This is a current picture of my garden today. My corn went through an apparent wind storm or what I have concluded that some animal jumped off of my fence down into the stalks luckily not damaging them too badly. I used an old shirt cut in strips and some stakes to tie them up until they get strong enough on their own again to stand freely. As of this morning they have put on silk and ears of corn are starting to grow.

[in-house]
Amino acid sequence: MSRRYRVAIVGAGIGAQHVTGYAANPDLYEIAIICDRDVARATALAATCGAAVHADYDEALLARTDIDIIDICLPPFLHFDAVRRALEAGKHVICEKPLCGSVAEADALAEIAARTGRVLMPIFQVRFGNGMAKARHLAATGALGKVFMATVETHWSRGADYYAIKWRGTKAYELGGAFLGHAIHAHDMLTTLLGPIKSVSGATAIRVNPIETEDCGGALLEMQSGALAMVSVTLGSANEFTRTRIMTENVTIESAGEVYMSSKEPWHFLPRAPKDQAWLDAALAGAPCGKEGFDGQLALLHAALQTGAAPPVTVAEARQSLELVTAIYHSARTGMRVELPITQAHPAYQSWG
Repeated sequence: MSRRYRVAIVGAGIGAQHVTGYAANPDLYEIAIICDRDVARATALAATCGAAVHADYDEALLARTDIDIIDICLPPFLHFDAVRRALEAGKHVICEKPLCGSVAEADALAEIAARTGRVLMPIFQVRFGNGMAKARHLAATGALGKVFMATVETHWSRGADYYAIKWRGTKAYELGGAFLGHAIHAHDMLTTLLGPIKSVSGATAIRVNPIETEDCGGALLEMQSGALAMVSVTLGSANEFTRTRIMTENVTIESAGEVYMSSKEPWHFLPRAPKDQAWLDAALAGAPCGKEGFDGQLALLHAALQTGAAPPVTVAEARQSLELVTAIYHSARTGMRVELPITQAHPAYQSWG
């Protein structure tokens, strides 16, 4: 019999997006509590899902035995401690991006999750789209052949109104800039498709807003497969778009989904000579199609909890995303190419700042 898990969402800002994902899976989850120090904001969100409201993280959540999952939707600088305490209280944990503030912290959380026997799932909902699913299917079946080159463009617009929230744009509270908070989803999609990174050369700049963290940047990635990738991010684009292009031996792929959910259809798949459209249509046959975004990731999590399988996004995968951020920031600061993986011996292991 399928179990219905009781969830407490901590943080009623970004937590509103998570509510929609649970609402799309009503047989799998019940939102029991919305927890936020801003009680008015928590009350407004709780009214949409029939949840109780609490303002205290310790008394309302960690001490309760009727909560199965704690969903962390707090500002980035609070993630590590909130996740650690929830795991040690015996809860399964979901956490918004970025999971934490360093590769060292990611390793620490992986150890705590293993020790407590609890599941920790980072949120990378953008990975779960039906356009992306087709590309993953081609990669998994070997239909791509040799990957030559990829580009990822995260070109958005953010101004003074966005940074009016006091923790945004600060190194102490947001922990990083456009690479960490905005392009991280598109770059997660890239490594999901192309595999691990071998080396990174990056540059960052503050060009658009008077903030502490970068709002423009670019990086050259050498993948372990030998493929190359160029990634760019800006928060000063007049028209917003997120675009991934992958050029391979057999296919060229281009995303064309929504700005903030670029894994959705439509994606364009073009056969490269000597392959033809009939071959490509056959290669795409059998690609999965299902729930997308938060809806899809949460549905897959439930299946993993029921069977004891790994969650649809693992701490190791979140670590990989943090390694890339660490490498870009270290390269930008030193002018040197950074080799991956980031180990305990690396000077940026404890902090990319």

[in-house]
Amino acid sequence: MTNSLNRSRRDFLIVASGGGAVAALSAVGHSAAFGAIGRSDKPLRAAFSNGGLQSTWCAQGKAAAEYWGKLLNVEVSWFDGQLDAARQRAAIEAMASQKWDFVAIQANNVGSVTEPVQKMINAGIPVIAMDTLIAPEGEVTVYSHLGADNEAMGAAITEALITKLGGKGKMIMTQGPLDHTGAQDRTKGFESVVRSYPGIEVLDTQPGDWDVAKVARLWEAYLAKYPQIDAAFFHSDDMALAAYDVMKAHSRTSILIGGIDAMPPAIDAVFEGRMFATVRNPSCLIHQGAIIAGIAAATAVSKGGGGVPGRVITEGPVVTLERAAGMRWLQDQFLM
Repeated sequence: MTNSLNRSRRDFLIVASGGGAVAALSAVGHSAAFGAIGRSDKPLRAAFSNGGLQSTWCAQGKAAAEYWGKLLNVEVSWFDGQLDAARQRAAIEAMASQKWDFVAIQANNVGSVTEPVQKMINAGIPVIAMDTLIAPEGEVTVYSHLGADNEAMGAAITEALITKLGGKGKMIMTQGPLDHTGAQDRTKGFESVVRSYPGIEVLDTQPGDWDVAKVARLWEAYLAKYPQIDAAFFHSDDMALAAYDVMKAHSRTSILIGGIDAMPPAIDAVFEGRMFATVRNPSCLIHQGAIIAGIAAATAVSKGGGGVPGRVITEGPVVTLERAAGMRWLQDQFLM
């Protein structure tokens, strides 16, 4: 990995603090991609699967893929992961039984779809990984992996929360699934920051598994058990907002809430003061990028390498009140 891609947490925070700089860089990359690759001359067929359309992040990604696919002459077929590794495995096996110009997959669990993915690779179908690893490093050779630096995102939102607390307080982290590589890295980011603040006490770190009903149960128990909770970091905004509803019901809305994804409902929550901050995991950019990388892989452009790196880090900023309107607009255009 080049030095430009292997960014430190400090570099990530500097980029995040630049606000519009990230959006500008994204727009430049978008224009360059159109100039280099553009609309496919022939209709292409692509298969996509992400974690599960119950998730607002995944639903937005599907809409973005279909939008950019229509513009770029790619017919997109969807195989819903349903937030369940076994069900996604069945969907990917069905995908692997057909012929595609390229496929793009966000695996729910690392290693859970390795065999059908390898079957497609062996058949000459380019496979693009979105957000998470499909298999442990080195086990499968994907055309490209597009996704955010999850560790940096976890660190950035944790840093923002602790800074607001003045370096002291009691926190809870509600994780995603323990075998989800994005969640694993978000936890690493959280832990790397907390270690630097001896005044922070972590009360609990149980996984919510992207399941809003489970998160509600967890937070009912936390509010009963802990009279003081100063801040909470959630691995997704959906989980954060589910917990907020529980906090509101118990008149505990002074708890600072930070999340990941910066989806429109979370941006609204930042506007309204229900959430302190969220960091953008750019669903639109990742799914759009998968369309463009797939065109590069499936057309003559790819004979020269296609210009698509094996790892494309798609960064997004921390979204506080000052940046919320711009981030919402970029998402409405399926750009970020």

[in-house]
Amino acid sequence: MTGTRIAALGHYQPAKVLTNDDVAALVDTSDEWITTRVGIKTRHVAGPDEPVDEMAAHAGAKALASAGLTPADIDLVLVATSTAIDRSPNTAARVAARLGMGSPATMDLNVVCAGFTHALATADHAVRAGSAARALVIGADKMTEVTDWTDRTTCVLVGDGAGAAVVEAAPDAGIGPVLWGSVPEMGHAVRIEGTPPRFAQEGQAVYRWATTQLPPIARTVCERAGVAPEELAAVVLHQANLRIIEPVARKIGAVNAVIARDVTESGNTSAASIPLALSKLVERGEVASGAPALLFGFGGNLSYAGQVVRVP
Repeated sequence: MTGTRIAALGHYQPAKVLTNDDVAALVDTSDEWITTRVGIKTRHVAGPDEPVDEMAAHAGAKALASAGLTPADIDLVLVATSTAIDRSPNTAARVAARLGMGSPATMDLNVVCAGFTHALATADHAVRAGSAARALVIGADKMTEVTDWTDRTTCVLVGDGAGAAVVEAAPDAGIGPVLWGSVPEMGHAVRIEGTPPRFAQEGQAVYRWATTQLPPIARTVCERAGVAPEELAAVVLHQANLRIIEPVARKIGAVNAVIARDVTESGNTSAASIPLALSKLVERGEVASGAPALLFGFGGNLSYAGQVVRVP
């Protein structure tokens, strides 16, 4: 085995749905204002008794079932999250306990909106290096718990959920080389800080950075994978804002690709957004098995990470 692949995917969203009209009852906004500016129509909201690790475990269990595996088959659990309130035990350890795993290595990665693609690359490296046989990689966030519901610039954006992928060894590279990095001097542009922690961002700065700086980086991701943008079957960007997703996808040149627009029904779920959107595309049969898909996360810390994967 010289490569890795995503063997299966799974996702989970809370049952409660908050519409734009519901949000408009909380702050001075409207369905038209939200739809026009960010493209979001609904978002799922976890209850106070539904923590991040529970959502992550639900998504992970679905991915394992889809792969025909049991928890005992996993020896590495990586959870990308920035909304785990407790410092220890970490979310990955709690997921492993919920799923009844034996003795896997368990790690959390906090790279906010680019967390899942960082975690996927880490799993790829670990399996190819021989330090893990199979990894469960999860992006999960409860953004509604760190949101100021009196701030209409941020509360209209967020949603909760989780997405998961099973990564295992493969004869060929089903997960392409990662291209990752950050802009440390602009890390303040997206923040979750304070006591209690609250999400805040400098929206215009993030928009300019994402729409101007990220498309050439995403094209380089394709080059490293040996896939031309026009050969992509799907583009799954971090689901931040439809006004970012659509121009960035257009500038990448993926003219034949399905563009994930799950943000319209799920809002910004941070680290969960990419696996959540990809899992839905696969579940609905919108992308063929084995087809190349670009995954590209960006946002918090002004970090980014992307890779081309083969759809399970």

Now for the rest of the garden its a rather sad site. I have decided I planted too many plants in my containers in some. I recently moved three tomato plants out of the bucket in hopes to save them put them in the ground. The ground where the buckets are setting on has a tarp under neath to keep the grass & weeds down as well as to make a plot ready for next year. I am going to be readying a new plot area for next years garden here in the future and will write about how I do that. When I planted the tomatoes into the ground all I had to do was easily dig because under the tarp the grass & weeds were non-existent. Now I know I have too much planted in other buckets as well; I am at a junction where I could transplant them to the ground but I just am so dissapointed in how my garden has turned out I don’t really think I care at this point. I just want to do what I can do this year then restart next year. I am also worried that the plants if transplanted will die rather than root in the ground. Seeing how it has been death heat outside lately it is near impossible to in turn do any kind of outside manual labor anyways with out heat stroke. I will say this the tomato plants I have planted in the ground have started to fruit versus the ones in the buckets which have not. I read/learned that if you prune off the lower leafs of your tomato plants that will help them grow better so I have done that the best I can.